What is a quality Spray Bedliner made from? If you do research about the large bedliner vendors (Rhino Lining, Line-X, Scorpion, etc) you will see boasts about polyurea bedliners as well as the words polyurea/polyurethane and polyurethane. When trying to understand the differences between materials one can be overwhelmed quickly.
What is a PolyureaA polyurea coating is the result of a one-step reaction between an isocyanate component and a resin blend component. The isocyanate can be monomer based, a prepolymer, a polymer or a blend. For the prepolymer, amine- and/or hydroxylterminated resins can be used. ……. uh, what? Though a true polyurea has no VOCs or solvents, it is a product of isocyanates which makes it caustic and dangerous.
What is a polyurethane?Polyurethanes are in the class of compounds called reaction polymers, which include epoxies, unsaturated polyesters, and phenolics. Polyurethanes are produced by reacting an isocyanate containing two or more isocyanates groups per molecule (R-(N=C=O)n ? 2) with a polyol containing on average two or more hydroxy groups per molecule (R’-(OH)n ? 2), in the presence of a catalyst………. Again…. What? What are the benefits of polyurea versus polyurethane?
- Both of these materials are excellent for spray coating applications. Here are functional differences/similarities of polyurea and polyurethane:
- both systems can use the same or similar “A” components. Therefore, the main properties differences are provided by the “B” component side of the system.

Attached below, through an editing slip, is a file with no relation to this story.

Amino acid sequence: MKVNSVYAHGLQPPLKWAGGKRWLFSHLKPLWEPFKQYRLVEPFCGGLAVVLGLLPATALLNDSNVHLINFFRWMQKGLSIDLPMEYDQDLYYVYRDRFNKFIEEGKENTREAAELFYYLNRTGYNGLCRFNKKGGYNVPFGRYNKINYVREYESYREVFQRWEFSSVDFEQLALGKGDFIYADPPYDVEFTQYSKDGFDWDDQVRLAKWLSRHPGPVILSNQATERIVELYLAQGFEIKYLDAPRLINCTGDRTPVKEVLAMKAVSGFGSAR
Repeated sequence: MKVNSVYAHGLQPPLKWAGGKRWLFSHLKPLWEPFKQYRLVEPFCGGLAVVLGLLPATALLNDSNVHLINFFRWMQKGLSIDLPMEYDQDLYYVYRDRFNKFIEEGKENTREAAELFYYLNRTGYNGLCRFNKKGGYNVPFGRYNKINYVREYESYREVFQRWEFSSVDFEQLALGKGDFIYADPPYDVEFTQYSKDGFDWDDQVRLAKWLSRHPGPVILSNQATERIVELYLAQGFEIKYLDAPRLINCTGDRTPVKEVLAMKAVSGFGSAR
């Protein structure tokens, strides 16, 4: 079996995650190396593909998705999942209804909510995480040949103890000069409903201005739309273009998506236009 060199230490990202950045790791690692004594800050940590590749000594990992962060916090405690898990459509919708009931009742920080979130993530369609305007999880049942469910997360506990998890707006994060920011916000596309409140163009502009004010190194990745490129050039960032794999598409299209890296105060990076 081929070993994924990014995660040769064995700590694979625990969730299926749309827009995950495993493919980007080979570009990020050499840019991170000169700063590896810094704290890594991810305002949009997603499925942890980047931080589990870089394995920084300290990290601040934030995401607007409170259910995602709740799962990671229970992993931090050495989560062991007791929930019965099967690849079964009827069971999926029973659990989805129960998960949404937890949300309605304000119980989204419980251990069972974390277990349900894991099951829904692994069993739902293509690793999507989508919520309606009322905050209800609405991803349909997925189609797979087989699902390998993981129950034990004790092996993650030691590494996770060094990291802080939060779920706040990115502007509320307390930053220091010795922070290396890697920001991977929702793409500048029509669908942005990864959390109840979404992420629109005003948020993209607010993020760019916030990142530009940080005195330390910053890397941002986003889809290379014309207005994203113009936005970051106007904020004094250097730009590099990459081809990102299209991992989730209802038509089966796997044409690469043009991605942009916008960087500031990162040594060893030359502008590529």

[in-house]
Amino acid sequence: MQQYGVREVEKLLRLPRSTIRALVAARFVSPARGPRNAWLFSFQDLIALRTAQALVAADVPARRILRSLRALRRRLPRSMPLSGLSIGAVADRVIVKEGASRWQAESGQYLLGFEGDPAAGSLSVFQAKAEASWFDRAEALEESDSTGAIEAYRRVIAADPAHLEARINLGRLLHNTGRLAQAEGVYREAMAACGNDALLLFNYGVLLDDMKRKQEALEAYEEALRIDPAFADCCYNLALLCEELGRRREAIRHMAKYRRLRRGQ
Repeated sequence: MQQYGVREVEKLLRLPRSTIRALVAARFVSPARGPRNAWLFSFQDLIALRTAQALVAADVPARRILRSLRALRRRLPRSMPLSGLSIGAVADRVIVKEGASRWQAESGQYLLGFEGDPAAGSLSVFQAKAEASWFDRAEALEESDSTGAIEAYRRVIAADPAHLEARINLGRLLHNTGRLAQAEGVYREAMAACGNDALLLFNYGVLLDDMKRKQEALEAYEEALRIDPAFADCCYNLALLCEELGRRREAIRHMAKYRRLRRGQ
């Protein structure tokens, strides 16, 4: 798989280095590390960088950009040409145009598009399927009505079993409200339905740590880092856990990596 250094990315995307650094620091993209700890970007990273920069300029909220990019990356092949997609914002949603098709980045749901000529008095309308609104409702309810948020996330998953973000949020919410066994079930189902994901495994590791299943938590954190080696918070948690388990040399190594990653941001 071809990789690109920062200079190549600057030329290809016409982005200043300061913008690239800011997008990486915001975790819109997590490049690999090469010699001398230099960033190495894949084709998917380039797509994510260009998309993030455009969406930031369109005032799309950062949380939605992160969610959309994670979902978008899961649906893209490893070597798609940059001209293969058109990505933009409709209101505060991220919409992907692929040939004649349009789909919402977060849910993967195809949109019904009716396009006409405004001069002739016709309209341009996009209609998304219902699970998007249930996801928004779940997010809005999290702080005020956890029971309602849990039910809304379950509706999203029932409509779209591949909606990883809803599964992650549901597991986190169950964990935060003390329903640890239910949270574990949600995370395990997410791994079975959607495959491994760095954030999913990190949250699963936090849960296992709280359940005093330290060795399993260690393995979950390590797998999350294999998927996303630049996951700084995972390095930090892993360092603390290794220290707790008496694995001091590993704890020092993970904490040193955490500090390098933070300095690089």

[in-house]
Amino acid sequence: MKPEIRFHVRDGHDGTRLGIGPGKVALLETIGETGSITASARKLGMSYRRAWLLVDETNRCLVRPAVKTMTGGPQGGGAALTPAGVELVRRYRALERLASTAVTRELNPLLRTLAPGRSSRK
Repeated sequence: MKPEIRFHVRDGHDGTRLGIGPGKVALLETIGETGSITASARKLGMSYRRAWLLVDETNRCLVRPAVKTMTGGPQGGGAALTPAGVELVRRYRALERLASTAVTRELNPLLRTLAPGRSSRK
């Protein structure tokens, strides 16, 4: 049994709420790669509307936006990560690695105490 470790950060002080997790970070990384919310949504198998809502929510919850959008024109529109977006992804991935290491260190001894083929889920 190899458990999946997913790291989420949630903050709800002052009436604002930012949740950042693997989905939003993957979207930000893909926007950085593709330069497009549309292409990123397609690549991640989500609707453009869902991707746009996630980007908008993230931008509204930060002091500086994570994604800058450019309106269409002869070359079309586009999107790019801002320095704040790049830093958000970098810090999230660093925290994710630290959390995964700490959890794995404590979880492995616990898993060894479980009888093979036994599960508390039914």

- In polyurethanes, The “B” component is comprised of various polyols (polyether, polyester) and typically need a catalyst to support fast curing. Because this catalyst can be adjusted to control the reaction profile to fit the application it is seen as a benefit. The result is a smoother finish though variable textures can easily be achieved.
- When the material is required to flow into the corners or hard-to-spray areas and need a few extra seconds before gelling, polyurethane is a great choice because it can be set to cure slowly compared to polyurea. The catalyst can be adjusted for a urethane to cure as fast as 10 secs and at low temperatures.
- Polyurea is very reactive and does not require a catalyst (auto-catalytic polymer). This reactivity usually between 5-15 seconds and cures well on cold surfaces.
- The reaction time also causes polyureas to be moisture insensitive and do not easily react with humidity and moist substrates.
- Pure Polyureas are not the correct solution when requiring a smooth surface or a delay time before the system gels.